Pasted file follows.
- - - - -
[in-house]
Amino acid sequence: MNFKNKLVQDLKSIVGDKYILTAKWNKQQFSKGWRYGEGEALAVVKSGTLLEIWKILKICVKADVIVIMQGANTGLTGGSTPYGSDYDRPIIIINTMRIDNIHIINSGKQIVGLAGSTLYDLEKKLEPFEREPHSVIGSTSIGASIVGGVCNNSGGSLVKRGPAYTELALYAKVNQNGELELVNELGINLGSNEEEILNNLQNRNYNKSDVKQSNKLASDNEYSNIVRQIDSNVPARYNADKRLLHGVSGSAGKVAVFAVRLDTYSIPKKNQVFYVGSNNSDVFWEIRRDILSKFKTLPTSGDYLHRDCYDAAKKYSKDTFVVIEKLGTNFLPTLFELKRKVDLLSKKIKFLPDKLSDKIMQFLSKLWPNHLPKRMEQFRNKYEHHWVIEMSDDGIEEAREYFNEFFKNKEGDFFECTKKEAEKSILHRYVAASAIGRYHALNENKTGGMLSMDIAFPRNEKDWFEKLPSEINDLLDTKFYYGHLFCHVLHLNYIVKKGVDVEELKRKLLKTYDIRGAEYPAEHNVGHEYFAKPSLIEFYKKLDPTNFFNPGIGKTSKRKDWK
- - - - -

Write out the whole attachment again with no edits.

[in-house]
Amino acid sequence: MNFKNKLVQDLKSIVGDKYILTAKWNKQQFSKGWRYGEGEALAVVKSGTLLEIWKILKICVKADVIVIMQGANTGLTGGSTPYGSDYDRPIIIINTMRIDNIHIINSGKQIVGLAGSTLYDLEKKLEPFEREPHSVIGSTSIGASIVGGVCNNSGGSLVKRGPAYTELALYAKVNQNGELELVNELGINLGSNEEEILNNLQNRNYNKSDVKQSNKLASDNEYSNIVRQIDSNVPARYNADKRLLHGVSGSAGKVAVFAVRLDTYSIPKKNQVFYVGSNNSDVFWEIRRDILSKFKTLPTSGDYLHRDCYDAAKKYSKDTFVVIEKLGTNFLPTLFELKRKVDLLSKKIKFLPDKLSDKIMQFLSKLWPNHLPKRMEQFRNKYEHHWVIEMSDDGIEEAREYFNEFFKNKEGDFFECTKKEAEKSILHRYVAASAIGRYHALNENKTGGMLSMDIAFPRNEKDWFEKLPSEINDLLDTKFYYGHLFCHVLHLNYIVKKGVDVEELKRKLLKTYDIRGAEYPAEHNVGHEYFAKPSLIEFYKKLDPTNFFNPGIGKTSKRKDWK